To further examine the role of PMA-induced autophagy in NETosis, we used the PI3K inhibitor wortmannin, which inhibits autophagy 31, 32. Wortmannin treatment alone did not affect the kinetics (Figure 4C) or morphological changes (Supplementary information, Video S6) of spontaneous neutrophil apoptosis at early time points, as reported previously 26. As confirmed by live cell imaging, freshly isolated neutrophils pretreated with 100 nM wortmannin no longer show massive vacuolization on PMA stimulation, which further underscores the idea that the massive vacuolization is linked to autophagy induction (Figure 4; Supplementary information, Video S7). Pretreatment with 100 nM wortmannin did not affect PMA-induced superoxide production, as shown by live cell imaging using 5-(and-6)-carboxy-2′,7′-dichlorofluorescein diacetate (DCFDA), an ROS-sensitive probe (Figure 4A), and as measured by lucigenin chemiluminescence (Figure 4B). Importantly, although Nox2 activity remained intact when autophagy was pharmacologically blocked (Figure 4A), PMA did not induce chromatin decondensation (Figure 4A; Supplementary information, Video S7), but the cell death rate was not affected (Figure 4C). In contrast, Nox2 inhibition led to retardation of the cell death process, as previously mentioned (Figure 2A). However, when we analyzed the cell death process in more detail, we observed that inhibition of either Nox2 or autophagy led to activation of caspases (as measured by DEVDase activity) and to the appearance of morphological features of apoptosis, such as membrane blebbing (Figure 5; Supplementary information, Videos S8 and S9). These events did not occur at any time in normal neutrophils stimulated with PMA (Figure 1; Supplementary information, Figure S1 and Video S1). In conclusion, these results show that inhibition of either autophagy or Nox2 prevents chromatin decondensation, which is essential for NETosis and NET formation 7, and results in a type of cell death characterized by hallmarks of apoptosis. These results indicate that apoptosis might function as a backup program for NETosis when autophagy or Nox2 activity is prevented.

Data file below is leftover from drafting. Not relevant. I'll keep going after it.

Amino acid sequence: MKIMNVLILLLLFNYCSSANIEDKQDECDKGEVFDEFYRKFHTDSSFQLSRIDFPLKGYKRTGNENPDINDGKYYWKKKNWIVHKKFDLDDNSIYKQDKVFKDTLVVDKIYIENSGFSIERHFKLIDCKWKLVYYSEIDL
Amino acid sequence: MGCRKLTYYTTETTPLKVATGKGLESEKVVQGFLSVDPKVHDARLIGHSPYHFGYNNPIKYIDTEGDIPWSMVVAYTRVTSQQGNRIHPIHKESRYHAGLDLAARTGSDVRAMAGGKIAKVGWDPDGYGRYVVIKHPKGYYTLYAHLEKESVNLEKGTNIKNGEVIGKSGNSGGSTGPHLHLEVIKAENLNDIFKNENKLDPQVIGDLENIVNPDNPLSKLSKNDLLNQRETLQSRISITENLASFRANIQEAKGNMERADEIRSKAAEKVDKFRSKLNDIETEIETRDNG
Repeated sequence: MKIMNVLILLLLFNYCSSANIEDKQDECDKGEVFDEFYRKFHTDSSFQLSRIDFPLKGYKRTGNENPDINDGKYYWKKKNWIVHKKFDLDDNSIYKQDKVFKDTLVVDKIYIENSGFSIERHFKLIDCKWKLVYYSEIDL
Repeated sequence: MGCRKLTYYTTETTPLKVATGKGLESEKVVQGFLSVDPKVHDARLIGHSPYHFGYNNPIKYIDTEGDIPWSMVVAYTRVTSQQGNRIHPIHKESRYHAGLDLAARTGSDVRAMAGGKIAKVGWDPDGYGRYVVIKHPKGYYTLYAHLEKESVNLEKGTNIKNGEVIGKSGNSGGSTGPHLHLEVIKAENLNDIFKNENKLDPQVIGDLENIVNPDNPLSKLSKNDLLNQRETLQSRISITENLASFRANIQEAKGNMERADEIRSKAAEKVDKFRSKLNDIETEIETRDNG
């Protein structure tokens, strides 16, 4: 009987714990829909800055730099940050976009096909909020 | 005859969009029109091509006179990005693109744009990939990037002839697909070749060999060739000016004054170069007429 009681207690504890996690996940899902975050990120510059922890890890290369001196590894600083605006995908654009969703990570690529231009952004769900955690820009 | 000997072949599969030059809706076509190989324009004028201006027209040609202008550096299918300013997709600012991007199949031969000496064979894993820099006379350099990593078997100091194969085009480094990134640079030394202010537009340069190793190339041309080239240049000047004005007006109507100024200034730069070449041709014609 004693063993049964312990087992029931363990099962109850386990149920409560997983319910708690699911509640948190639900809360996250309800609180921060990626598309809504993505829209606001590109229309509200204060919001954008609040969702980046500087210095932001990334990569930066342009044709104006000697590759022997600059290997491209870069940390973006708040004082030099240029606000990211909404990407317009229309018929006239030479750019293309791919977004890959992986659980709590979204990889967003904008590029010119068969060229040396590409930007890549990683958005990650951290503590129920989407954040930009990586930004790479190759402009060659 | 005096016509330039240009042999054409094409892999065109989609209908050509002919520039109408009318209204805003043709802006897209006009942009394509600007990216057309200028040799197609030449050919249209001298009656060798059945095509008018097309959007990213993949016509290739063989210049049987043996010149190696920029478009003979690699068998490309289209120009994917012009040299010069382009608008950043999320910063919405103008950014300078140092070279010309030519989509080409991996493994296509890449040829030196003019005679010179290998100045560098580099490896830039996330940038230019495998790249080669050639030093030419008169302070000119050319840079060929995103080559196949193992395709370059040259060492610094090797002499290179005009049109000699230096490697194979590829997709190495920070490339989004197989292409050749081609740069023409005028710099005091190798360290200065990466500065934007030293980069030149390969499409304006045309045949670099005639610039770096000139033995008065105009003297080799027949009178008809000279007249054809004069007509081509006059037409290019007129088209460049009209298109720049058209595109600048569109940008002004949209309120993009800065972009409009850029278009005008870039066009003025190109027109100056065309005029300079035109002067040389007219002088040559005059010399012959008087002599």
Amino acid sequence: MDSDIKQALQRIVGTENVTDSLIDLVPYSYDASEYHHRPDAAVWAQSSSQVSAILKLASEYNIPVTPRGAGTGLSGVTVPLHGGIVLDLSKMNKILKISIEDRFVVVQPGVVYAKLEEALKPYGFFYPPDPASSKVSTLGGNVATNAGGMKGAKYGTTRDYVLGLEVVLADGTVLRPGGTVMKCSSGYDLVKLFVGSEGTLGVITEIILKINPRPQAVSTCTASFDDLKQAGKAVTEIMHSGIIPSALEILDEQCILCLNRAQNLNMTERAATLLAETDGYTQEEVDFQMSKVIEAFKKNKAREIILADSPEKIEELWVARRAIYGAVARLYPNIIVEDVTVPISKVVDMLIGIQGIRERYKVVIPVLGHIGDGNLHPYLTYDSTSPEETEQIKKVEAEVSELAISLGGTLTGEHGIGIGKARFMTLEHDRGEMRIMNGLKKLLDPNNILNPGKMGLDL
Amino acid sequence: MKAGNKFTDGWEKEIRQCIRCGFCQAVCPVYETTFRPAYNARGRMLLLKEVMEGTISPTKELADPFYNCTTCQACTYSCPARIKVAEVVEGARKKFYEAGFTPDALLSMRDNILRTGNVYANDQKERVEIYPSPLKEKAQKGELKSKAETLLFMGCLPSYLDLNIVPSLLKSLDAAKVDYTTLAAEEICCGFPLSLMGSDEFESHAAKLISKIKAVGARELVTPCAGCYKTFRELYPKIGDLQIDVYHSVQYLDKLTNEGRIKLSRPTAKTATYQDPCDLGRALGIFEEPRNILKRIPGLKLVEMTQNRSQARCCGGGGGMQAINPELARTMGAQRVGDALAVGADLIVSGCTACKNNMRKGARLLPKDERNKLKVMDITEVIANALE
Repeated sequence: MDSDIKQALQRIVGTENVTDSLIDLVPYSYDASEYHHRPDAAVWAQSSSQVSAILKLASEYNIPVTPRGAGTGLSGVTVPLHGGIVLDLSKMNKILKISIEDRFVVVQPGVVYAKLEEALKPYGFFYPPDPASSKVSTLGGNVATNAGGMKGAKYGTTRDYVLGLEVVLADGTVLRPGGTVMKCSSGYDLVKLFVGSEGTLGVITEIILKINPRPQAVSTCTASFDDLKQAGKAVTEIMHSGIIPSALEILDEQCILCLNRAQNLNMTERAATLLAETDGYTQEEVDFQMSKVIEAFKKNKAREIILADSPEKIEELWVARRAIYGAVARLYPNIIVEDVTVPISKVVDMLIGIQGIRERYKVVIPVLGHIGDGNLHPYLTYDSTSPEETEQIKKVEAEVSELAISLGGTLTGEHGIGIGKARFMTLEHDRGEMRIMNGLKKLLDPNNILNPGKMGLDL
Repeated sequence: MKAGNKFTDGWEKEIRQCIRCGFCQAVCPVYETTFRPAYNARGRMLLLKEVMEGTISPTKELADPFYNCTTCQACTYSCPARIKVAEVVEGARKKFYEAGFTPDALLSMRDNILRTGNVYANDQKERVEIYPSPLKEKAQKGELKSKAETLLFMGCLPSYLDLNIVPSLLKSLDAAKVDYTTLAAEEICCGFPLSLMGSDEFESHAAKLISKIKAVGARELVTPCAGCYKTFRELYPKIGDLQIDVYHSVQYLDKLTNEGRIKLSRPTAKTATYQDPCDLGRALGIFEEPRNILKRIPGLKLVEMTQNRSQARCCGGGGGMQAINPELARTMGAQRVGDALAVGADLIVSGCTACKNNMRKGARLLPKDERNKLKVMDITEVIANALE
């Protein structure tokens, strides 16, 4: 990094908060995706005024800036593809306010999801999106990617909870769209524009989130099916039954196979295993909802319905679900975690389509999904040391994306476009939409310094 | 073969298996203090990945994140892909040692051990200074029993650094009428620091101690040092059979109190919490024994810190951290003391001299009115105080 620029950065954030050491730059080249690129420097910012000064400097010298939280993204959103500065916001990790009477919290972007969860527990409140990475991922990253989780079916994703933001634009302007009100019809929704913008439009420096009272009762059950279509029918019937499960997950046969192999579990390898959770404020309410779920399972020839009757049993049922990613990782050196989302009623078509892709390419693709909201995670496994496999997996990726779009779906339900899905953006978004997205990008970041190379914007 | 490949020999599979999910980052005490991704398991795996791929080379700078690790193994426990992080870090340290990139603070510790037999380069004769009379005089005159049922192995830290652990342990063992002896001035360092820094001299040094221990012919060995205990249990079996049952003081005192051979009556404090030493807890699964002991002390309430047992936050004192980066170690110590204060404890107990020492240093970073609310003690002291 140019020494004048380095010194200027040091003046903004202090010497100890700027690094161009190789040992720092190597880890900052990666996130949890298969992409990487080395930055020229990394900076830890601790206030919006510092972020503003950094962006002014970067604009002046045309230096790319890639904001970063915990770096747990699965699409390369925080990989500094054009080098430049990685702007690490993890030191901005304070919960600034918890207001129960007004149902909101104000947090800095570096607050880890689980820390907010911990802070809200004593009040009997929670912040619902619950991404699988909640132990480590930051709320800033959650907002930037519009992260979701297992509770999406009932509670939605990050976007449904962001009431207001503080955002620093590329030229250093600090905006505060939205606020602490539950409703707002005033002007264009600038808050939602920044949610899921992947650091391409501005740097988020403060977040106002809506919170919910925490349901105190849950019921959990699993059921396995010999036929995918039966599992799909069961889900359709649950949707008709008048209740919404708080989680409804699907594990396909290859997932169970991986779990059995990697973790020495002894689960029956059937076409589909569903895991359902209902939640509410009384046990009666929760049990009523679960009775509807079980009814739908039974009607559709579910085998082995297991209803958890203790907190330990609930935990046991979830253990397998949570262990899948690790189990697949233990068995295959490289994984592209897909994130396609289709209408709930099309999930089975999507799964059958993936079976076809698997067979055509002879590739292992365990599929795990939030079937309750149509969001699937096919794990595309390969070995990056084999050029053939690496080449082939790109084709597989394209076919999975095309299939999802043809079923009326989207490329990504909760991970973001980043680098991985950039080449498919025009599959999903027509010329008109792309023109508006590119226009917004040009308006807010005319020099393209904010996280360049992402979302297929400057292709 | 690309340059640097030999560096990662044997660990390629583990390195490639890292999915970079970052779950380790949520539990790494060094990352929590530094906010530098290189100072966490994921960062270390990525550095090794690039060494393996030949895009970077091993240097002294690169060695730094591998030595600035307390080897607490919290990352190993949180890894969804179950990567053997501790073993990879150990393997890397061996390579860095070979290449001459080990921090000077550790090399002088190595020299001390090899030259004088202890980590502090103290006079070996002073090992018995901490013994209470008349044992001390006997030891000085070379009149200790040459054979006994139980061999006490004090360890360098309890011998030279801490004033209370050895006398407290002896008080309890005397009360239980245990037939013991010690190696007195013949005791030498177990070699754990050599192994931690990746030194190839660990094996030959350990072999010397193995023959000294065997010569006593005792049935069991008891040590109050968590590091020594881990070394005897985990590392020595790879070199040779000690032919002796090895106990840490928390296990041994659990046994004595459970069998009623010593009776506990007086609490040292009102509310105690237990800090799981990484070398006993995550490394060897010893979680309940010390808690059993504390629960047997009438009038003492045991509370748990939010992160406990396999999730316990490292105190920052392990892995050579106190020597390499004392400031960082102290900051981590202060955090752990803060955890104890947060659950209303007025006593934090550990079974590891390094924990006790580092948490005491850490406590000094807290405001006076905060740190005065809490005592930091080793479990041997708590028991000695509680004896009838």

NETosis is characterized by decondensation of intracellular chromatin and disintegration of the nuclear envelope, which allows mixing of the chromatin with cationic antimicrobial molecules originating from the granules. When the plasma membrane finally permeabilizes, the microbicidal extracellular traps are released. In this article we demonstrate that neither inhibition of caspases by zVAD-fmk 6 nor inhibition of RIP1 kinases by necrostatin-1 affects NETosis. Thus, NETosis should be considered a distinct cell death program. It was recently shown that decondensation of nuclear chromatin preceding NET formation is mediated by histone citrullination 7, 10. The inability of CGD neutrophils to generate NETs in response to PMA indicates that Nox2 activity is essential for the intracellular chromatin decondensation that precedes NET formation 6, but this was not demonstrated directly. We demonstrate that Nox2 activity is indeed required for chromatin decondensation in intact neutrophils. We also observed that PMA-induced NETosis is associated with induction of autophagy, despite the view that autophagy might not occur in neutrophils 33. Autophagy is a well-conserved, essential, intracellular degradation process known to regulate protein and organelle turnover in many cells 32. In addition, autophagy has been implicated in cell death as well 28. As for neutrophil cell death, von Gunten et al. 34 originally observed autophagosome-like structures during nonapoptotic cell death induced by anti-Siglec9 antibodies after priming of neutrophils with proinflammatory cytokines such as GM-CSF, IFN-α and IFN-γ. Autophagy was recently confirmed in murine neutrophils by two independent groups as well as in human neutrophils 35, 36. Of interest, during the preparation of this article, Mitroulis et al. 37 also reported that autophagy can be observed in human neutrophils in response to PMA stimulation. However, these reports did not investigate autophagy in the context of neutrophil cell death 3535, 36, 37. We investigated the extent to which autophagy depends on superoxide production, and whether autophagy induction is implicated in NETosis. Superoxide is the major type of ROS known to stimulate autophagy 38. Surprisingly, we observed that PMA induces autophagy in CGD neutrophils, which are devoid of Nox2 activity. These results demonstrate that PMA-induced autophagy does not require Nox2 activity per se.